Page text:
For those few who have not read Harriet Beecher Stowe’s Uncle Tom’s Cabin, which appeared in the early 1850s and did much to precipitate the emancipation of the Negroes in North America, it is necessary to mention that Simon Legree hounded Uncle Tom and his fellow-slaves and came to a somewhat gruesomely sticky end.
And for those few who have not read the novel, Legree’s comeuppance is precipitated by a certain Gothic tomfoolery, performed by two of the slaves, who prey on Legree’s mind by playing ghost. Here’s the sticky end as Stowe gives it:
… finally, there came over his sleep a shadow, a horror, an apprehension of something dreadful hanging over him. It was his mother’s shroud, he thought; but Cassy had it, holding it up, and showing it to him. He heard a confused noise of screams and groanings; and, with it all, he knew he was asleep, and has struggled to wake himself. He was half awake. He was sure something was coming into his room. He knew the door was opening, but he could not stir hand or foot. At last he turned, with a start; the door was open and, he saw a hand putting out his light.
It was a cloudy, misty moonlight, and there he saw it! — something white, gliding in! He heard the still rustle of its ghostly garments. It stood still by his bed; — a cold hand touched his; a voice said, three times, in a low, fearful whisper, “Come! come! come!” And, while he lay sweating with terror, he knew not when or how, the thing was gone. He sprang out of bed, and pulled at the door. It was shut and locked, and the man fell down in a swoon.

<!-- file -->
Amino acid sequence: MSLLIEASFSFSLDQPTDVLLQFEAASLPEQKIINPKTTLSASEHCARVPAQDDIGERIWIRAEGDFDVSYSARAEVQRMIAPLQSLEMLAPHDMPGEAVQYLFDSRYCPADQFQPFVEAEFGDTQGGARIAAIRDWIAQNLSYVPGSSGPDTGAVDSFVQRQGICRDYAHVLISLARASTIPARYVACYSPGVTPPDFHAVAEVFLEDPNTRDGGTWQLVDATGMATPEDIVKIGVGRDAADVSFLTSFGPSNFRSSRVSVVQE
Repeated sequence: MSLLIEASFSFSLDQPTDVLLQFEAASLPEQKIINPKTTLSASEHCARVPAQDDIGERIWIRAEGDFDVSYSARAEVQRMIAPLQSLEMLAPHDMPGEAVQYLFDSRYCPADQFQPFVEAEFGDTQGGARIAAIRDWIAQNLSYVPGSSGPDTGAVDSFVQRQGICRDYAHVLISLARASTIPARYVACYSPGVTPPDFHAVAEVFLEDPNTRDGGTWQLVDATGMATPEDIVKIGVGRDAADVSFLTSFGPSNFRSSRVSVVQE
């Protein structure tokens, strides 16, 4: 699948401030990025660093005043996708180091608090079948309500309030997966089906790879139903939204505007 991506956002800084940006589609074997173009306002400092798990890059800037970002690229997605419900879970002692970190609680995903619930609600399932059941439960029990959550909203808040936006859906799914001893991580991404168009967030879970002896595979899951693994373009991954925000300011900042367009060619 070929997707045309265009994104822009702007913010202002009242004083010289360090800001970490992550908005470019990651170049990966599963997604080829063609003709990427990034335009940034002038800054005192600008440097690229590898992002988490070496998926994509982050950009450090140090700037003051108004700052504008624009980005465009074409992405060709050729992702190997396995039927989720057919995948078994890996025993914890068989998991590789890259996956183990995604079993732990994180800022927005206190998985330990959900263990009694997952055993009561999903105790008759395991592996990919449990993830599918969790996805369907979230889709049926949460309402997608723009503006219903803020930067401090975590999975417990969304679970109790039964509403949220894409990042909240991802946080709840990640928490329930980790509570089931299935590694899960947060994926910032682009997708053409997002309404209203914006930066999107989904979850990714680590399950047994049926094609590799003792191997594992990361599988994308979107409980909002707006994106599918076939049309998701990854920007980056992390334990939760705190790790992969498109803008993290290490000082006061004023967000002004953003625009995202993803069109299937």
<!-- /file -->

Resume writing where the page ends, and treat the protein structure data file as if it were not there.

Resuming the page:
After this, Legree became a harder drinker than ever before. He no longer drank cautiously, prudently, but imprudently and recklessly.
There were reports around the country, soon after, that he was sick and dying. Excess had brought on that frightful disease that seems to throw the lurid shadows of a coming retribution back into the present life. None could bear the horrors of that sick-room, when he raved and screamed, and spoke of sights which almost stopped the blood of those who heard him; and, at his dying bed, stood a stern, white, inexorable figure, saying, “Come! come! come!”
I say “as Stowe gives it” because the dramatizations that flourished in the nineteenth century and after often altered the details. Legree is shot, for instance, in the most popular of the stage versions, that of George L. Aiken.
Oddly, Partridge has no entry at all for Tom or Uncle Tom, though this epithet has had much a longer shelf life than Legree. Go figure.
Working backward in time, from the near present to the 1830s, by a combination of free and accidental association, in order to think forward: less a method than a way of passing the time — history as bookshelf, browsing as historiography.
American Hybrid (2009)
For a short time after its publication there was a lot of controversy over American Hybrid, a Norton anthology that made the claim — I guess I should say makes; it’s still in print — that poetry is no longer a matter of warring factions; the best poets now pledge no allegiance, it said — says — but jump sides at will. Or would if there were sides (which there are) (are not).